parties are apparently relying upon to ever-increasing degrees.

As I mentioned, even as the parties use these technologies to their
advantage, and candidates promote the Internet as an educational wonder,
they also treat the Internet as a convenient scapegoat to flog for all
manner of perceived societal problems which have existed since long before
the Internet's appearance.  During a brief exchange concerning gun control in
the second Presidential Debate, candidate George W. Bush appeared to
directly equate use of the Internet with causing children to commit gun
crimes.  A convenient argument, but seemingly much more pandering than
addressing reality. 

Unfortunately, both political parties seem to be charter members of the
Internet blame game.  Congress on a bipartisan basis keeps pushing for, and
both Presidential candidates have apparently endorsed, various forms of
privacy-invasive Internet rating, content control, and filtering programs,
even in the face of most software filters' abysmally repressive and
inaccurate performance (  It appears
to be "good politics" to blame the Internet for problems with our youths,
just as comic books, rock music, and long (male) hair were routinely
condemned years ago.  Real evidence is not required -- just repeat the party
lines often enough and perhaps the people will believe them to be true.

As bad as all this looks, it could be worse.  By the time of the next
Presidential election four years from now, we're likely to see the issue of
Internet Voting in local, state, and national elections take center stage.
As discussed in, this concept opens up
a nightmarish Pandora's Box of privacy, security, reliability, accuracy, and
related problems, most of which are not subject to obvious or simple
solutions.  Yet, the pressure to increase voting turnout by letting people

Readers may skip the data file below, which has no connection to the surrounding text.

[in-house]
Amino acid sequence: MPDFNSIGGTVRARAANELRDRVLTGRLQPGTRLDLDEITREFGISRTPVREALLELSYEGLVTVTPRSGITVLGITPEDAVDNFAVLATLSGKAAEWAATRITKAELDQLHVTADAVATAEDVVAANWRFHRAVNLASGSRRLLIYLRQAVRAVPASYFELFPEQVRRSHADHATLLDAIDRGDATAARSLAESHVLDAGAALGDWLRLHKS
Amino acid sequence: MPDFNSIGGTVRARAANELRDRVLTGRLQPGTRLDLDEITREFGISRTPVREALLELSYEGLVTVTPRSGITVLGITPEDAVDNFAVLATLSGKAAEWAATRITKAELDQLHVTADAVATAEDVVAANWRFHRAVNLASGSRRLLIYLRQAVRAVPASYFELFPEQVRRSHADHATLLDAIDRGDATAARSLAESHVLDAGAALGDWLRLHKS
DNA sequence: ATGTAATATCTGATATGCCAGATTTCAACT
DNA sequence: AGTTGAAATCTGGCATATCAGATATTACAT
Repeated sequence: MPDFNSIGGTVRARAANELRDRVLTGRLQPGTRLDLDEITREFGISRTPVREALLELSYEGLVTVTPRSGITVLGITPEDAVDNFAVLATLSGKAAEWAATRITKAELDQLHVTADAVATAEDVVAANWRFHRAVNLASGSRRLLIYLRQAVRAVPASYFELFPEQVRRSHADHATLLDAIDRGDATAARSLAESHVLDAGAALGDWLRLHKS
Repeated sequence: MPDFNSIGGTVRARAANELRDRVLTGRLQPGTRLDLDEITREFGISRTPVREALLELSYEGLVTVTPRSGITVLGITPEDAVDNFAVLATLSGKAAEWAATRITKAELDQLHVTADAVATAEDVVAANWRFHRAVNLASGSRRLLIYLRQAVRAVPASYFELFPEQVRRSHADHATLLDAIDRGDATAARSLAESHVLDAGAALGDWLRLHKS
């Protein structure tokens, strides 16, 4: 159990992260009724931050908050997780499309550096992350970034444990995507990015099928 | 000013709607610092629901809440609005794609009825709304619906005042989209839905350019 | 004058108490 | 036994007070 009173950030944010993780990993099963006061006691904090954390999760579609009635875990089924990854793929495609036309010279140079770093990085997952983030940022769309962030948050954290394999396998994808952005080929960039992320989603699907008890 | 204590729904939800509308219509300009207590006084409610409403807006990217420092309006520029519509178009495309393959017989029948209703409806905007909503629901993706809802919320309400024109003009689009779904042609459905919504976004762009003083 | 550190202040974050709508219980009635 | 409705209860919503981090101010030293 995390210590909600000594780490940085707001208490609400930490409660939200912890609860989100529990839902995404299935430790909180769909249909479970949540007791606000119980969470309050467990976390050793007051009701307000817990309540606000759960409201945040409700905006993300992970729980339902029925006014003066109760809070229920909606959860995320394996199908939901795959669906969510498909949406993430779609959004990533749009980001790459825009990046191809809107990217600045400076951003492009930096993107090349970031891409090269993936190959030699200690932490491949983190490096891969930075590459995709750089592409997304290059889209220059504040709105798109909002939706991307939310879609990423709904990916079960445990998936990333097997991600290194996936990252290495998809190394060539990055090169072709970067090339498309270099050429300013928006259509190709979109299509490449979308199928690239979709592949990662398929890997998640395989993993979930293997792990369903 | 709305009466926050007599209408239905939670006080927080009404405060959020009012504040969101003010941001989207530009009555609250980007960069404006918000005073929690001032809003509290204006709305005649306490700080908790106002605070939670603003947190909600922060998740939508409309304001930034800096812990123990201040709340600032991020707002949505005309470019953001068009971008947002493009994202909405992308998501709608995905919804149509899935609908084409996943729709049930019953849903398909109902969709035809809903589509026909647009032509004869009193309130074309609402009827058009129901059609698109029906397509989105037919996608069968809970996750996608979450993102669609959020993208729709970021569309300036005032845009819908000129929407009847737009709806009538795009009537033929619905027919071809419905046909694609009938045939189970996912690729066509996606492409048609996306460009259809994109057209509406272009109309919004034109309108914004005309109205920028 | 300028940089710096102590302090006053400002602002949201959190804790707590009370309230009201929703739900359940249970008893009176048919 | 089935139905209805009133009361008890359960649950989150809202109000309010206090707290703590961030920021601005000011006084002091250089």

vote at home from their PCs will be very strong indeed, and if history is
any guide, the massive risks inherent in such online voting schemes will be
largely ignored amidst rosy forecasts by such systems' promoters and their
political allies.  If this actually transpires, we're likely to all be the

Gee, we haven't even gotten past this election yet, and already Lauren is
offering worries for next time -- he's a regular ray of sunshine!  Well,
these issues will all be dealt with, one way or another, in due course.  
No need to panic quite yet.  For now, take a deep breath, consider your
options carefully, and for those of you eligible to do so, please be sure to
vote.  For all the rhetoric and spin, political mayhem and manipulation,
your vote still counts, and voting is still exceptionally important to our
future.  After all, as the famous political adviser "Criswell" suggested in
the film "Plan 9 From Outer Space" -- you'll be living in the future for the
rest of your life!  

Take care.  Be seeing you.

Lauren Weinstein or or
Co-Founder, PFIR: People For Internet Responsibility -
Moderator, PRIVACY Forum -
Member, ACM Committee on Computers and Public Policy